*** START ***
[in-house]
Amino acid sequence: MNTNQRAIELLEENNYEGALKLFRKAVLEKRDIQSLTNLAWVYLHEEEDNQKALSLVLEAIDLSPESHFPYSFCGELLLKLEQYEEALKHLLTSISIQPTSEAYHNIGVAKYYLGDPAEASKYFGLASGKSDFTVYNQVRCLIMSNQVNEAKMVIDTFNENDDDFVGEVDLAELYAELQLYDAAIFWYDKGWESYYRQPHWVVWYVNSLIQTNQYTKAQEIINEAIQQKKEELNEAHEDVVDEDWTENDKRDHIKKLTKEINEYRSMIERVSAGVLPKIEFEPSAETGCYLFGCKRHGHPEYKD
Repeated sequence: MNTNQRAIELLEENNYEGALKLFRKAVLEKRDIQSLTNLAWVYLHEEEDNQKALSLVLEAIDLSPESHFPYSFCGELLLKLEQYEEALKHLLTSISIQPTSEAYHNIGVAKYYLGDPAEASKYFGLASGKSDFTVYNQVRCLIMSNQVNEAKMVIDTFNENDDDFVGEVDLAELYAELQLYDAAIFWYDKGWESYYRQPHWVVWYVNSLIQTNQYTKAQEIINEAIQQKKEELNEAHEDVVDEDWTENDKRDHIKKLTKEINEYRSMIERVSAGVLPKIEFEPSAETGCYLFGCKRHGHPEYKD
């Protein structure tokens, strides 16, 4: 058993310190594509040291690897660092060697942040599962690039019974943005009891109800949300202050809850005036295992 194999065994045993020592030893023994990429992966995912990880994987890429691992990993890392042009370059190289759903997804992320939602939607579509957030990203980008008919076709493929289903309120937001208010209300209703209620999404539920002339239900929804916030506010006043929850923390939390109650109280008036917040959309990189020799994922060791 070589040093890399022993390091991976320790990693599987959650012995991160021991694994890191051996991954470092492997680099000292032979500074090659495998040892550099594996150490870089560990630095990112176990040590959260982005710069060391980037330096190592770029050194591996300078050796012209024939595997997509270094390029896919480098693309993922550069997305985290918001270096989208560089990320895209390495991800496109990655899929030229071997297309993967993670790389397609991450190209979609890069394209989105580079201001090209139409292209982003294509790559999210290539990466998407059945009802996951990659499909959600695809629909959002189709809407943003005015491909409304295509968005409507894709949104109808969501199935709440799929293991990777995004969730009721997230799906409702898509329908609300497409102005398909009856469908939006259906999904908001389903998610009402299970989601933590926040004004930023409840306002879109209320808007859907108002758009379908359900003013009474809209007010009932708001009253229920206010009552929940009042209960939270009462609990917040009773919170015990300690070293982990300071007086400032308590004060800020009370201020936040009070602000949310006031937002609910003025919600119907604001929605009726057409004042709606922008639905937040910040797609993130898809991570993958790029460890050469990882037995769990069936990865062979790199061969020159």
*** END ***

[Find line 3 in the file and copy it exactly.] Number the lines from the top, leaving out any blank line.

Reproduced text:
Repeated sequence: MNTNQRAIELLEENNYEGALKLFRKAVLEKRDIQSLTNLAWVYLHEEEDNQKALSLVLEAIDLSPESHFPYSFCGELLLKLEQYEEALKHLLTSISIQPTSEAYHNIGVAKYYLGDPAEASKYFGLASGKSDFTVYNQVRCLIMSNQVNEAKMVIDTFNENDDDFVGEVDLAELYAELQLYDAAIFWYDKGWESYYRQPHWVVWYVNSLIQTNQYTKAQEIINEAIQQKKEELNEAHEDVVDEDWTENDKRDHIKKLTKEINEYRSMIERVSAGVLPKIEFEPSAETGCYLFGCKRHGHPEYKD